The futility of the Vietnam war is saddening. Hanoi now has the political power but Ho Chi Minh City is much larger and has the commercial power. To be honest, I saw no real signs of communism.
We had a lunch where we rolled up stuff in rice paper rectangles and then dipped the roll in different sauces. I had experienced these during the food tour in Hanoi.
We took a taxi to a temple. Taxis are very inexpensive here. I seem to remember it cost about $3.
As we entered the temple grounds there was a sudden loud crack of thunder. I was glad we had a place to shelter from any sudden downpour but it didn't rain at all.
A pond was home to a large number of fish including cat fish and gold fish.
This turtle is almost 100 years old.
Most Vietnamese who come to this temple are young married couples who hope to have children. It is common to paint your special sign on the back of a turtle and release it here to join the others. There were dozens of them.
The male dragon has his paw on a ball.
The female dragon has her paw on a child dragon.
The gate to the inner part of the temple.
You would need to be an expert to know what all of these symbolic figures were about. My guide told what many of them were, but there were too many to remember in detail.
This was a favourite part of the temple for those who were interested in being fertile.
We went to another market that was mostly used by Vietnamese, not tourists.
Dragon fruit or Pitaya.
We each had one and I would say it was delicious. You peel the fruit and then can eat virtually the whole white flesh inside. You don't taste the little black spots. It was very refreshing.
Another taxi took us to the Museum of Traditional Vietnamese Medicine. The first thing I noticed as we entered was this huge chest of drawers. I have no doubt that Marianne would lust over those drawers.
We took a lift to the top floor. Although the building looks old and traditional, it is less than ten years old.
The craftsmanship is incredible.
From the top floor there were great views of the surrounding city. Good breezes too.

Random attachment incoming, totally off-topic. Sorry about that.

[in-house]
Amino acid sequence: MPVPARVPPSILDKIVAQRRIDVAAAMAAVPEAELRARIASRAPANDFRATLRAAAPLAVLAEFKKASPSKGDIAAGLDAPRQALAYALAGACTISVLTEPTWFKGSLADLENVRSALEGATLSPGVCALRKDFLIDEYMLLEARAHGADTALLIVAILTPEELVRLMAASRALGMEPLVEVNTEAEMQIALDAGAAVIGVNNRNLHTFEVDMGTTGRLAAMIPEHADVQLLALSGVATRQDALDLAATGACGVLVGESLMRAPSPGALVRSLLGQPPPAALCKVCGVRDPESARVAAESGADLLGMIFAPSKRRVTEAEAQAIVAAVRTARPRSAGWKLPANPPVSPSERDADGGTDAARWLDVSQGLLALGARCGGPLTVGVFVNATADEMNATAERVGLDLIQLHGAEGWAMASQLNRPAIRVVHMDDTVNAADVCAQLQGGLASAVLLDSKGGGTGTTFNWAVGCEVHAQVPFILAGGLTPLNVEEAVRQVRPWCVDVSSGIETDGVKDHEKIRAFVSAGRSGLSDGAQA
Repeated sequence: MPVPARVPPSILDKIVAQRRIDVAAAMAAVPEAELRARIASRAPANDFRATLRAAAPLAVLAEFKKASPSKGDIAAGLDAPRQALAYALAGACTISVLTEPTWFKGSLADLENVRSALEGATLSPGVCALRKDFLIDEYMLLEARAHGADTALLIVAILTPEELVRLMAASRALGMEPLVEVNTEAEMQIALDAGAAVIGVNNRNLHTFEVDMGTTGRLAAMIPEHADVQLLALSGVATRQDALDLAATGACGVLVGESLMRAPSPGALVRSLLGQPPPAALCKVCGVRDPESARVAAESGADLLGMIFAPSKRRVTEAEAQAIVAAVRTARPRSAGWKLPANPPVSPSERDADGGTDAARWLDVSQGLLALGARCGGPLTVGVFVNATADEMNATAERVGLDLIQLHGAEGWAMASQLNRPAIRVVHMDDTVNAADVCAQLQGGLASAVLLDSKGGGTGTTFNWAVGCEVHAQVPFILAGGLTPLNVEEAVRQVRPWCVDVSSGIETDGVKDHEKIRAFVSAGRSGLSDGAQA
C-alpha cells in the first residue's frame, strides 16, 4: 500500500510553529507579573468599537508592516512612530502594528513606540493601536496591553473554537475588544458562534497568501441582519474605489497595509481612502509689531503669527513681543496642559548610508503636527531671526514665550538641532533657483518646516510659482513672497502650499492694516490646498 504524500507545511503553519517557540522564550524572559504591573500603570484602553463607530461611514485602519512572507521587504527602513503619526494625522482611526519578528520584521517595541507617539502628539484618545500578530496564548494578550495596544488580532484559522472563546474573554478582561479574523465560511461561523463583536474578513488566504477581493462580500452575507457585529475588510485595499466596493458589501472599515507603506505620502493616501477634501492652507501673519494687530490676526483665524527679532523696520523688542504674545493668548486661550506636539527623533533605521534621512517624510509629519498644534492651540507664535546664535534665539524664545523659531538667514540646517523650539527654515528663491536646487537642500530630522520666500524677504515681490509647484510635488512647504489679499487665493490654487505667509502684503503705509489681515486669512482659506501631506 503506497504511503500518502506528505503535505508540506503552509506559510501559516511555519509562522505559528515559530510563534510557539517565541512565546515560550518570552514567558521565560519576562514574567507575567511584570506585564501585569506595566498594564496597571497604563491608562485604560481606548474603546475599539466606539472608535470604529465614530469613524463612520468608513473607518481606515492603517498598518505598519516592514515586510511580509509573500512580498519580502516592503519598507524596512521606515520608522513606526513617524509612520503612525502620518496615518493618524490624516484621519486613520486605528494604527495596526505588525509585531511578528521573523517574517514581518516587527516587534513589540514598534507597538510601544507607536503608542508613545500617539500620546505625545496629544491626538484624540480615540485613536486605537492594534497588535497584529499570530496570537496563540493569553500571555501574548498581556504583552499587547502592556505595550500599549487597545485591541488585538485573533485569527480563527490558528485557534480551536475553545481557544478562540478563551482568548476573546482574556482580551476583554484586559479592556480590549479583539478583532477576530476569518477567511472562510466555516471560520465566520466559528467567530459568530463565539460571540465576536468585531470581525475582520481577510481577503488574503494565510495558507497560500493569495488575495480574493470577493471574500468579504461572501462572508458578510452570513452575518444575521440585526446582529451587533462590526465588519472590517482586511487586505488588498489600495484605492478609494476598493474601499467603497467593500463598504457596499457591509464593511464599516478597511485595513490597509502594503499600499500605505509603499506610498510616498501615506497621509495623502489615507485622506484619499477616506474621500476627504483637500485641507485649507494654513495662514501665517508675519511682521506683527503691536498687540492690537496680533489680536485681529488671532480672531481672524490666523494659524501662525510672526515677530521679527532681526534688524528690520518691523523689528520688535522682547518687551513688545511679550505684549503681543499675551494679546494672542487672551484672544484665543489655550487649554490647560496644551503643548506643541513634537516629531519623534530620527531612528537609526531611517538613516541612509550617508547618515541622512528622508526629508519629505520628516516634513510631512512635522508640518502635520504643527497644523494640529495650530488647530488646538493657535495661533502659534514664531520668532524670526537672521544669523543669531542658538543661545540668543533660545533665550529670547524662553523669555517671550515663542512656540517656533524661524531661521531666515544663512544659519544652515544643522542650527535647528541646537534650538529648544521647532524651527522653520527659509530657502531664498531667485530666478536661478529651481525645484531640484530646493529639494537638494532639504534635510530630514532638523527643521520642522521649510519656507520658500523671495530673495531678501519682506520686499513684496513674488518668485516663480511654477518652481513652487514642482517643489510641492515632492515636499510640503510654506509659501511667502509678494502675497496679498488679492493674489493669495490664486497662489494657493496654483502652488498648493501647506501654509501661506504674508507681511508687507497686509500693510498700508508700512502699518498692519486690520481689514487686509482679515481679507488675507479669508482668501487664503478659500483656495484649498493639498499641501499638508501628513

Two of the original proponents of Vietnamese medicines. There are many plants that grow naturally in Vietnam that have healing properties and these men were highly influential in categorizing them. The one on the left went to China to help cure an Empress and subsequently influenced Chinese medicine.
This would help take away whatever ailed you.
Bags of herbs and other stuff used to make the medicines.
Jars where rice wine would be infused with the herbs and other plants to make medicines.
The guide suggested that I put on the traditional doctor's robe and hat. There I am taking a picture of myself in a mirror.
A method for crushing plants.
The building was constructed by a company FITO that specializes in traditional Vietnamese medicines. We were given a cup of ginseng tea at the end. I quite enjoyed it. Various items were for sale in their shop.
Including this little bottle. The attendant rubbed poured a drop on my hands which I then rubbed together. She indicated that I should then smell my hands and when I did so I almost fell off my chair at the strong peppermint smell.
By that time it was almost 3 pm and I was starting to get tired so we took a taxi back to the house where I am staying and I said goodbye to my guide. He refused to take any payment but indicated that I should go to the website which gives a Paypal option to donate which I did so. He was a very interesting young man. I just wish I could remember his name.
It was interesting to see how taxis maneuvered through the swarm of scooters. Basically, they drove slowly and steadily and I had the sense of a large whale moving though a school of small fish.
Finally, you need to see this novel yet funny idea. I think it would go very well in Vietnam. My sister Anne sent me the link.